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Home » Energy Market Update: January 2023

Energy Market Update: January 2023


Ottawa dedicates $9.7M to hydrogen technology development in Alberta

Government officials say the $9.7 million will be used to improve access to hydrogen technology, develop and test that technology, attract investment and develop training. The Alberta Motor Transport Association and University of Alberta together received about a third of the federal dollars – $3 million – to put on a hydrogen fuel showcase in February. Organizers are planning road tests of hydrogen-diesel dual-fuelled trucks and hydrogen-only fuelled trucks on Highway 2 between Edmonton and Calgary. The Alberta government is also contributing $3 million to the work through Alberta Innovates’ Hydrogen Centre of Excellence. Governments expect the global hydrogen market to exceed $11 trillion by 2050. Source: CTV News Edmonton

Electricity Prices for Alberta

The Alberta power pool price averaged 12.613 cents per kWh in January 2023. This price is 18.56 cents lower than last month’s average. The pool price has averaged 16.508 cents per kWh over the last 12 months.

As of February 1, 2023, the forward market was predicting electricity prices for the calendar years of 2023, 2024, 2025, 2026, 2027, and 2028. These prices are 12.204, 9.452, 8.100, 7.600, 7.675, and 7.675 cents per kWh respectively.

Gas Prices for Alberta

Direct Energy’s gas rate for January 2023 was $6.446 per GJ in Alberta. The February 2023 rate has been set at $3.090 per GJ. Alberta gas prices have averaged $5.888 per GJ over the last 12 months.

As of February 1, 2023, the forward market was predicting gas prices for the calendar years of 2023, 2024, 2025, 2026, and 2027. These prices are 2.9, 3.28, 3.70, 3.92, and 4.02 cents per GJ respectively.


British Columbia

Remote First Nations communities advance clean-energy projects

Twelve First Nations communities throughout British Columbia will receive $7.1 million to develop alternative-energy projects and advance energy efficiency through the Province’s Community Energy Diesel Reduction (CEDR) program, a CleanBC initiative. The energy projects range in size and scope, from $350,000 for the construction of a biomass combined heat-and-power system for the Lhoozk’uz Dene Nation (Quesnel area), to $2 million to develop and build a two-megawatt solar farm on Haida Gwaii’s northern grid that will include battery storage.

British Columbia has 44 remote communities, most of which are governed by First Nations. Many of these communities are served by BC Hydro in non-grid integrated areas. Some First Nations own and operate their own diesel generators. In 2019, the remote communities consumed at least 19.1 million litres of diesel, emitting the equivalent of 51,784 tonnes of carbon dioxide. CleanBC is a pathway to a more prosperous, balanced, and sustainable future. It supports government’s commitment to climate action to meet B.C.’s emission targets and build a cleaner, stronger economy. Source: British Columbia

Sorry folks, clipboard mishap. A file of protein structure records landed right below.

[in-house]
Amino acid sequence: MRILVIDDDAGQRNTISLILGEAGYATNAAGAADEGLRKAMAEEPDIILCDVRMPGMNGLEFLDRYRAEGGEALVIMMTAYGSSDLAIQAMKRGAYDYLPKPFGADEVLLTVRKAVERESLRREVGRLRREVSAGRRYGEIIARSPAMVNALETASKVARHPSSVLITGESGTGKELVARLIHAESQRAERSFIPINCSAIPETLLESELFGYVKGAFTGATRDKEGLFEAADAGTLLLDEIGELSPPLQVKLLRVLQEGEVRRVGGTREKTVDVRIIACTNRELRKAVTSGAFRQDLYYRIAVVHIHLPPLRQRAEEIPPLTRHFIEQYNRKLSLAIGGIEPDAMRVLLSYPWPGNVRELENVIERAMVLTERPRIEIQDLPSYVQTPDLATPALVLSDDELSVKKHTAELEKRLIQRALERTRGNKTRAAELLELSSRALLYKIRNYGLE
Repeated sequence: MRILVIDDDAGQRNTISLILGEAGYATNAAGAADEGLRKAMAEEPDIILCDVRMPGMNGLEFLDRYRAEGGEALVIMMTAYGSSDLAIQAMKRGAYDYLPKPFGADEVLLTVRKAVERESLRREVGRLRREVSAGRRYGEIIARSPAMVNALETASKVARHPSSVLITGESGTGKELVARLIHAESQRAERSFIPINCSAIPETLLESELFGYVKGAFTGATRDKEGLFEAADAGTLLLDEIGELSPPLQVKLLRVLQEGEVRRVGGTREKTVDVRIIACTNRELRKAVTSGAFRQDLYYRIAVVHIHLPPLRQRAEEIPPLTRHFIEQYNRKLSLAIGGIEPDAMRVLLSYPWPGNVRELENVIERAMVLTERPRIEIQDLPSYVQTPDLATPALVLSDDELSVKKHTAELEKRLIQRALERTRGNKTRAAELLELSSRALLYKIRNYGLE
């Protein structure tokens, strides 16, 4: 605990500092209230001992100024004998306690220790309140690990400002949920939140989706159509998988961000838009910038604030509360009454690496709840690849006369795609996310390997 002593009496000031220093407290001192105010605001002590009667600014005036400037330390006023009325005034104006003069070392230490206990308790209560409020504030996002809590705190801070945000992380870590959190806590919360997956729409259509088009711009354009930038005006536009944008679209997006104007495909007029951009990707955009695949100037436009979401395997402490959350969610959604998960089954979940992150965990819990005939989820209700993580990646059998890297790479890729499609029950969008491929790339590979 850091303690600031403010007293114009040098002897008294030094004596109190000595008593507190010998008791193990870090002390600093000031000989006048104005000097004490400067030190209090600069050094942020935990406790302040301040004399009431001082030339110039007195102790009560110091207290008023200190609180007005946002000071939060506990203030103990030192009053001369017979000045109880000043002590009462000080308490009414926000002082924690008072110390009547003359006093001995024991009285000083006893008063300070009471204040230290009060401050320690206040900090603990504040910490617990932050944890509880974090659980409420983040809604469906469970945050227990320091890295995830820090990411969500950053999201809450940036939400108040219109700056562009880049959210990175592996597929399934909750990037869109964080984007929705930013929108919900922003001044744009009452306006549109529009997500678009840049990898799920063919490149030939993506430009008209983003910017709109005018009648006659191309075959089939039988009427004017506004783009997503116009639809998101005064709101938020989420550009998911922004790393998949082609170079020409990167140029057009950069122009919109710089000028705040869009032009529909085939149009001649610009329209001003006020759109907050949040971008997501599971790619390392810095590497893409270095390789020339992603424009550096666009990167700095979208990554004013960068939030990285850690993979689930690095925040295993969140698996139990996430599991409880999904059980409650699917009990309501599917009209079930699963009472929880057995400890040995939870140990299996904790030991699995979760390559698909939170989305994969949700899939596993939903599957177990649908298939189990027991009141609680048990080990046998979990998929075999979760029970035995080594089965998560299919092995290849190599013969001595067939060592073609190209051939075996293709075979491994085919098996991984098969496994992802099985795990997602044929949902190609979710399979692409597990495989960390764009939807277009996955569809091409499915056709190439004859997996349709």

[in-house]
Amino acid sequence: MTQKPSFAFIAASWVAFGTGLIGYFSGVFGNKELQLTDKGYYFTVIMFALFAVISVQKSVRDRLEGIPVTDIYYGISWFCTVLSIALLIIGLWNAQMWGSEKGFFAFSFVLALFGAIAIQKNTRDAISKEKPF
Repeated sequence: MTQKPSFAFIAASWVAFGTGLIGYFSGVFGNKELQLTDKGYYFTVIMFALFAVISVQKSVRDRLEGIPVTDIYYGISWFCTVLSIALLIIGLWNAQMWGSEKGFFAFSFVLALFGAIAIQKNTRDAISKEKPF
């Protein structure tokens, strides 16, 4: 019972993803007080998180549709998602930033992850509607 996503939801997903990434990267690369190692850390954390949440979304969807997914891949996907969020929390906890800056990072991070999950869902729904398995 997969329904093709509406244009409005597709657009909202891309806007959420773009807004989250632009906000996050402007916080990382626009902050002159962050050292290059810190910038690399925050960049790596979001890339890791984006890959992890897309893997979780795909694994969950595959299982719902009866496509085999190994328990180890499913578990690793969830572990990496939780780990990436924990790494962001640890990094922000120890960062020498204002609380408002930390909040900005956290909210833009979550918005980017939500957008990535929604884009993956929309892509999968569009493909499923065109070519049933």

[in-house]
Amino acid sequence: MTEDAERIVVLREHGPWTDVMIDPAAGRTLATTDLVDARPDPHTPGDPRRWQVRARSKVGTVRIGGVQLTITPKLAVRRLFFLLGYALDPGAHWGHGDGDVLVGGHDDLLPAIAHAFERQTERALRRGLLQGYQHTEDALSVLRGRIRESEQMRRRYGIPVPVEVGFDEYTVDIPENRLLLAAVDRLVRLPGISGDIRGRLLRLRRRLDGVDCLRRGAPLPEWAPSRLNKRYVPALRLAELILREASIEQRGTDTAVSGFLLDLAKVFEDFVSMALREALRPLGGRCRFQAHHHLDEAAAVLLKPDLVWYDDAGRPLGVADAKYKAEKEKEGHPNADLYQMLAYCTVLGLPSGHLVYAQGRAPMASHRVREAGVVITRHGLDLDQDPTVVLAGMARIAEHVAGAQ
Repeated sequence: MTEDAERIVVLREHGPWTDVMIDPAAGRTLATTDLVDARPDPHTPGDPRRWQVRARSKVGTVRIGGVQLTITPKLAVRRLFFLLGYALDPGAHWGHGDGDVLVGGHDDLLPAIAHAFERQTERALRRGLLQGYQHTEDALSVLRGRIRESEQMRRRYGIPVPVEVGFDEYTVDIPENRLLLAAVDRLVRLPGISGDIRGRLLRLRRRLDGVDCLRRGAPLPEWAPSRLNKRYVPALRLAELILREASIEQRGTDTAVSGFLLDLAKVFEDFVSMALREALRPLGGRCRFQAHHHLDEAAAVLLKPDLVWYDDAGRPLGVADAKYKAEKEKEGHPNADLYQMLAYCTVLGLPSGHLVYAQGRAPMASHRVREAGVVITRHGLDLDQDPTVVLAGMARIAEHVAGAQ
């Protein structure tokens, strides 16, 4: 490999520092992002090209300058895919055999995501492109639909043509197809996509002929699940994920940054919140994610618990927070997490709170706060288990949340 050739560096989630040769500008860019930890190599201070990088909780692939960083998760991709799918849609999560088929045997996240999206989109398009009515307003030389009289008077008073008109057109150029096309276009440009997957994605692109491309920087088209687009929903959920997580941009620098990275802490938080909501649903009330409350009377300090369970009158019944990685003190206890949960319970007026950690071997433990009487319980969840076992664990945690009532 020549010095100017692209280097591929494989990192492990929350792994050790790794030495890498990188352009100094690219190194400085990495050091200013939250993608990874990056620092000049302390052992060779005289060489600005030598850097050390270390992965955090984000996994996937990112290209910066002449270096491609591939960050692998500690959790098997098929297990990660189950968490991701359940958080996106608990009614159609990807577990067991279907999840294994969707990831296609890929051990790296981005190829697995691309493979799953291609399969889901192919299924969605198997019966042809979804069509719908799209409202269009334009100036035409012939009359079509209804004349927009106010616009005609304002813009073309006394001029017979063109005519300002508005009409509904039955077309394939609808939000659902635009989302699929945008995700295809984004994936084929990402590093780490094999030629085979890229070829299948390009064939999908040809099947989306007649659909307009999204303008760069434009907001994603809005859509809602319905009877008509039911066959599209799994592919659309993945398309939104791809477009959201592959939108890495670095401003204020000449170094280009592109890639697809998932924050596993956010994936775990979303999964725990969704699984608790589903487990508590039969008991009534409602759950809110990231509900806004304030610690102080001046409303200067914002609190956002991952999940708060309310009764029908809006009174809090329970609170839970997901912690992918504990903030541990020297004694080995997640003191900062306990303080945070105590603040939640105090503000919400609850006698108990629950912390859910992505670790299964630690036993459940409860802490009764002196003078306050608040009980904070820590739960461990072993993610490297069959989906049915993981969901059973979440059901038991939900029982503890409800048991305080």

Ford government set to expand gas power as Windsor blesses new project

More than a decade after Ontario scrapped plans to build two natural gas power plants, the Ford government is set to usher in a new era of fossil-fuelled electricity. The expansion of gas power — the first since former premier Dalton McGuinty ditched two controversial gas plants in 2011 — could be built on the shores of Windsor’s Detroit River, after the city’s council voted to endorse plans for two new gas turbines. Capital Power, the company behind the city’s existing gas plant, hopes to build two new gas-fired turbines, adding around 100 megawatts of electrical generation. The pitch comes as Ontario scrambles for new sources of electricity, facing potential shortfalls in both the 2020s and 2030s. Windsor’s status as the first potential jurisdiction in Ontario to accept new gas power comes despite a motion passed by local city councillors in November 2020, calling for the phase-out of gas power. That motion was effectively reversed when council approved the plans for two new gas-powered electrical turbines in the city. Source:  Global News



Saskatchewan’s carbon tax program begins

The federal carbon tax on industrial emitters began at the beginning of the new year, which means the Saskatchewan output-based performance standards (OBPS) program has begun in the province. This provincial plan was a federally approved alternative to the federal program. The province says regulated emitters will receive credit for carbon emissions under the permitted amount, adding that this will create incentives to reduce emissions. Credit will also be given for carbon capture, utilization, and storage, with the province adding that regulated emitters will have the option of paying into the Saskatchewan Technology Fund.

A discussion paper from the provincial government back in February said the OBPS program will match the federal carbon pricing schedule, which will start at $65 per tonne CO2e (carbon dioxide equivalent) for 2023, with a $15 increase each year until 2030, which will sit at $170 per tonne CO2e. According to the discussion paper, the province will also begin program level reporting on information regarding the system, including the amount of greenhouse gas emissions covered by the carbon pricing program, the number of credits issued, compliance fulfillment, and credit status. Source: Global News